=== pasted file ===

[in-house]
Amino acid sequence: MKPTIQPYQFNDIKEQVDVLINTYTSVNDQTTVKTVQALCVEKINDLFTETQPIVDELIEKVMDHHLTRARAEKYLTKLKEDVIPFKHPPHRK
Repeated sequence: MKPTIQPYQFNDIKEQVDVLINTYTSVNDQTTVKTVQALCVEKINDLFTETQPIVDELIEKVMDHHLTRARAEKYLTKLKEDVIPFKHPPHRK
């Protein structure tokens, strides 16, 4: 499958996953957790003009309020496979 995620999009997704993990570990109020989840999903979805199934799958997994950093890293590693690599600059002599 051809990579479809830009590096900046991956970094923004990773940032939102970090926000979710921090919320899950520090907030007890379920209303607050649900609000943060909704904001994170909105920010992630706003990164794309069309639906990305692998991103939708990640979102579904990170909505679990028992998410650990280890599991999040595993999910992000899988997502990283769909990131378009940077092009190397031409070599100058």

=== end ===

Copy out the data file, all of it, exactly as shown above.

[in-house]
Amino acid sequence: MKPTIQPYQFNDIKEQVDVLINTYTSVNDQTTVKTVQALCVEKINDLFTETQPIVDELIEKVMDHHLTRARAEKYLTKLKEDVIPFKHPPHRK
Repeated sequence: MKPTIQPYQFNDIKEQVDVLINTYTSVNDQTTVKTVQALCVEKINDLFTETQPIVDELIEKVMDHHLTRARAEKYLTKLKEDVIPFKHPPHRK
């Protein structure tokens, strides 16, 4: 499958996953957790003009309020496979 995620999009997704993990570990109020989840999903979805199934799958997994950093890293590693690599600059002599 051809990579479809830009590096900046991956970094923004990773940032939102970090926000979710921090919320899950520090907030007890379920209303607050649900609000943060909704904001994170909105920010992630706003990164794309069309639906990305692998991103939708990640979102579904990170909505679990028992998410650990280890599991999040595993999910992000899988997502990283769909990131378009940077092009190397031409070599100058």